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Fri Jan 4, 2013, 06:59 PM

Year-to-date US coal production down 6.9% through December 29: EIA

http://www.platts.com/RSSFeedDetailedNews/RSSFeed/Coal/6988230
Year-to-date US coal production down 6.9% through December 29: EIA
Washington (Platts)--4Jan2013/302 pm EST/2002 GMT

US coal production totaled about 16.5 million st in the week that ended December 29, the Energy Information Administration said Friday.

This production estimate, based on railcar loadings, is 12.8% lower than the previous week's estimate and 15.8% below output in the comparable week in 2011, EIA said.

Coal production east of the Mississippi River totaled about 7.3 million st while output west of the Mississippi totaled about 9.1 million st, it said.

US year-to-date coal production totaled 1.0157 billion st, 6.9% lower than in the comparable year-to-date coal production in 2011, EIA said.

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Reply Year-to-date US coal production down 6.9% through December 29: EIA (Original post)
OKIsItJustMe Jan 2013 OP
doc03 Jan 2013 #1
NickB79 Jan 2013 #2
joshcryer Jan 2013 #3
NickB79 Jan 2013 #4
joshcryer Jan 2013 #5

Response to OKIsItJustMe (Original post)

Fri Jan 4, 2013, 07:45 PM

1. My latest statement from AEP said that their percentage

of power produced from coal was down I believe 6% because they have switched to less expensive natural gas.

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Response to OKIsItJustMe (Original post)

Fri Jan 4, 2013, 09:36 PM

2. It would be a lot lower if we weren't exporting so much

http://thinkprogress.org/climate/2012/10/23/1072041/us-coal-exports-on-pace-to-hit-all-time-high/?mobile=nc

U.S. Coal Exports On Pace To Hit All-Time High, Fueling Surge In International Global Warming Pollution


snip

Exports in August, the latest data available, reflect some of the weakening global demand for coal, falling 2 million tons from the record June levels. While declines in export levels inject some uncertainty, exports remain elevated with lower August exports still 13% above August 2011 levels. As a result, 2012 is still expected to surpass the 1981 record.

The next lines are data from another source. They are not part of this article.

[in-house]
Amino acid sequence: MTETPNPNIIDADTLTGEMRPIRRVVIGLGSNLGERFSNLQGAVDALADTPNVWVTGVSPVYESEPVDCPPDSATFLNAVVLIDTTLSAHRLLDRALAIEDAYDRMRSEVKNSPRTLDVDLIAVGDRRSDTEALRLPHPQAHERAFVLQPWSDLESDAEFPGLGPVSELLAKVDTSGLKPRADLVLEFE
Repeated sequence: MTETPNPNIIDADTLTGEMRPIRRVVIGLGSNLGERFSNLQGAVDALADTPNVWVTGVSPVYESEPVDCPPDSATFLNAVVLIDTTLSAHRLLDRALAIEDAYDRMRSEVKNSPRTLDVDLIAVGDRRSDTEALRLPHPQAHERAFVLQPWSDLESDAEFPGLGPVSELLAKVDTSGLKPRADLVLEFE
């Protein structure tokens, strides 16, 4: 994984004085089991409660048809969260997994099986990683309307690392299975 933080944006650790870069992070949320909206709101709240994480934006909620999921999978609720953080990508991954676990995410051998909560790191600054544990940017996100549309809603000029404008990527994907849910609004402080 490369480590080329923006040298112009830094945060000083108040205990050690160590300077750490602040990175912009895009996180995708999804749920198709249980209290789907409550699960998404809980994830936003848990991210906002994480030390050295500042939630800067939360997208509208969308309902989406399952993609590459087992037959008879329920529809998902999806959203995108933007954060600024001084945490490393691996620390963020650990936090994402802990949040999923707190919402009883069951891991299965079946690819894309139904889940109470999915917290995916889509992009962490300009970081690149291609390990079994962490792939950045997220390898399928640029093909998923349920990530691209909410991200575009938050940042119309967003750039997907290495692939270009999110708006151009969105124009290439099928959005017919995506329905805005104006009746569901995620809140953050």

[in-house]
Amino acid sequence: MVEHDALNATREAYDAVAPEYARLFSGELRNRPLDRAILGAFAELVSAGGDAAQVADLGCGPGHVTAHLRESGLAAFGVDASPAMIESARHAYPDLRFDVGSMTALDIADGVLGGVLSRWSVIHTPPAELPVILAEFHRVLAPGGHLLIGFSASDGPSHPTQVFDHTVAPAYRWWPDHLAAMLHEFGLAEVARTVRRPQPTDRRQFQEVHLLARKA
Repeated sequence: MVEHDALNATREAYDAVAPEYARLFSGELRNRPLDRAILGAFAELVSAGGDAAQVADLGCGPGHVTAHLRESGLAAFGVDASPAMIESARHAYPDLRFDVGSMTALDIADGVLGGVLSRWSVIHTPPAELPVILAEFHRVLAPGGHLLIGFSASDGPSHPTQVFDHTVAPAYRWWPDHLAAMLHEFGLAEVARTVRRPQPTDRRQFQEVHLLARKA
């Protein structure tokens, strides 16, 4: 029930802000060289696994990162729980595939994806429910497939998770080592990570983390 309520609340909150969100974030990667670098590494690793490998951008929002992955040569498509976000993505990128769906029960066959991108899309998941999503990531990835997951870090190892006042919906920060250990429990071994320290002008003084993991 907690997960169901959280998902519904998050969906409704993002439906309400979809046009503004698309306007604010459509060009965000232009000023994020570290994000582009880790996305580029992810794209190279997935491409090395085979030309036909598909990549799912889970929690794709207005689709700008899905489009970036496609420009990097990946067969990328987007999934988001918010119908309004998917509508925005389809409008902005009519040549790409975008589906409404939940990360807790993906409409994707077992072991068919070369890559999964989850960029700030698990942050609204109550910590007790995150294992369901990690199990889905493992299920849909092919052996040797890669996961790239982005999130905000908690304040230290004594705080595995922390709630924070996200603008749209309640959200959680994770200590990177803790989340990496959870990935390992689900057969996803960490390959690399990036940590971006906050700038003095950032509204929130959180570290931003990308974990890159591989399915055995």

This increase in exports marks a significant reversal from the general downward trajectory of U.S. coal exports beginning in the early 1990s, which bottomed out in 2002 just under 40 million tons, the lowest level since 1961. Coal exports in 2011 rose 171% from 2002, with only a brief interruption by the global recession. Export growth accelerated after the recession, with consecutive post-2009 growth of more than 20 million tons per year, a level of growth not seen since the 1979-to-1981 export boom. Current data for 2012 (through August) show coal exports are growing even faster, and should more than double 2009 export levels, buoyed by growth in U.S. steam coal.

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Response to NickB79 (Reply #2)

Sat Jan 5, 2013, 06:21 AM

3. The export port in the gulf hasn't gone up yet, either.

Sure we're using less coal ourselves, but we're really itching to export the stuff.

This is an outlier. It will go back up once the port is complete.

http://www.eenews.net/public/climatewire/2012/07/18/2

http://www.sourcewatch.org/index.php?title=U.S._coal_exports

'tis but a blip and a small one at that. Doesn't account for the year on year doubling in net exports over the past 5 years (averaged, some years have been lower, some higher).

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Response to joshcryer (Reply #3)

Sat Jan 5, 2013, 06:43 AM

4. I was afraid of that

I was wondering if the bottleneck was in the ports, since global demand for coal is still so high, but I didn't have time to look it up before heading off to work.

Sigh.

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Response to NickB79 (Reply #4)

Sat Jan 5, 2013, 05:06 PM

5. There's a good infographic for EU and coal, too.

http://www.platts.com/newsfeature/2012/coaltransport/map2

It's not just a "developing world" thing.

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